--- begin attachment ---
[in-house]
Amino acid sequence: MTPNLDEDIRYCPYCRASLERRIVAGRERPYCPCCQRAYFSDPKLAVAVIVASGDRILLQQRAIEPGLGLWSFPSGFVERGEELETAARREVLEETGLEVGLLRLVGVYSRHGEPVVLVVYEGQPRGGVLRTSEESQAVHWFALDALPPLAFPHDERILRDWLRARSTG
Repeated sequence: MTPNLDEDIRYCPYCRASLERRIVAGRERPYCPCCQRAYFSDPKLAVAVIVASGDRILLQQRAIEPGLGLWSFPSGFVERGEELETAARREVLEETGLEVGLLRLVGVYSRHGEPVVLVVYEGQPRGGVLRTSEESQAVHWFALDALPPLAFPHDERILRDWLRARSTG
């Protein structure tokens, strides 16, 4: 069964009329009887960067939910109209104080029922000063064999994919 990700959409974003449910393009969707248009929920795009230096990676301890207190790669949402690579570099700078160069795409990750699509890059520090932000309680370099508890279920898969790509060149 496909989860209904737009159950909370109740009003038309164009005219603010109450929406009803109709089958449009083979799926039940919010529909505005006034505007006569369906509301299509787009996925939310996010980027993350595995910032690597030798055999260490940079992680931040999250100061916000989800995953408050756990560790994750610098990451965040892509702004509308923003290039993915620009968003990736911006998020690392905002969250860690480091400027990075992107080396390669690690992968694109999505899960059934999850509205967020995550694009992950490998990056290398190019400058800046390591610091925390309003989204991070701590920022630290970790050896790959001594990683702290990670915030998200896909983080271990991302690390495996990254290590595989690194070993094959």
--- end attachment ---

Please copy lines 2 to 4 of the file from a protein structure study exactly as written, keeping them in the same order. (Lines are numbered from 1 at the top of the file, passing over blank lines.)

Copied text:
Amino acid sequence: MTPNLDEDIRYCPYCRASLERRIVAGRERPYCPCCQRAYFSDPKLAVAVIVASGDRILLQQRAIEPGLGLWSFPSGFVERGEELETAARREVLEETGLEVGLLRLVGVYSRHGEPVVLVVYEGQPRGGVLRTSEESQAVHWFALDALPPLAFPHDERILRDWLRARSTG
Repeated sequence: MTPNLDEDIRYCPYCRASLERRIVAGRERPYCPCCQRAYFSDPKLAVAVIVASGDRILLQQRAIEPGLGLWSFPSGFVERGEELETAARREVLEETGLEVGLLRLVGVYSRHGEPVVLVVYEGQPRGGVLRTSEESQAVHWFALDALPPLAFPHDERILRDWLRARSTG
């Protein structure tokens, strides 16, 4: 069964009329009887960067939910109209104080029922000063064999994919 990700959409974003449910393009969707248009929920795009230096990676301890207190790669949402690579570099700078160069795409990750699509890059520090932000309680370099508890279920898969790509060149 496909989860209904737009159950909370109740009003038309164009005219603010109450929406009803109709089958449009083979799926039940919010529909505005006034505007006569369906509301299509787009996925939310996010980027993350595995910032690597030798055999260490940079992680931040999250100061916000989800995953408050756990560790994750610098990451965040892509702004509308923003290039993915620009968003990736911006998020690392905002969250860690480091400027990075992107080396390669690690992968694109999505899960059934999850509205967020995550694009992950490998990056290398190019400058800046390591610091925390309003989204991070701590920022630290970790050896790959001594990683702290990670915030998200896909983080271990991302690390495996990254290590595989690194070993094959």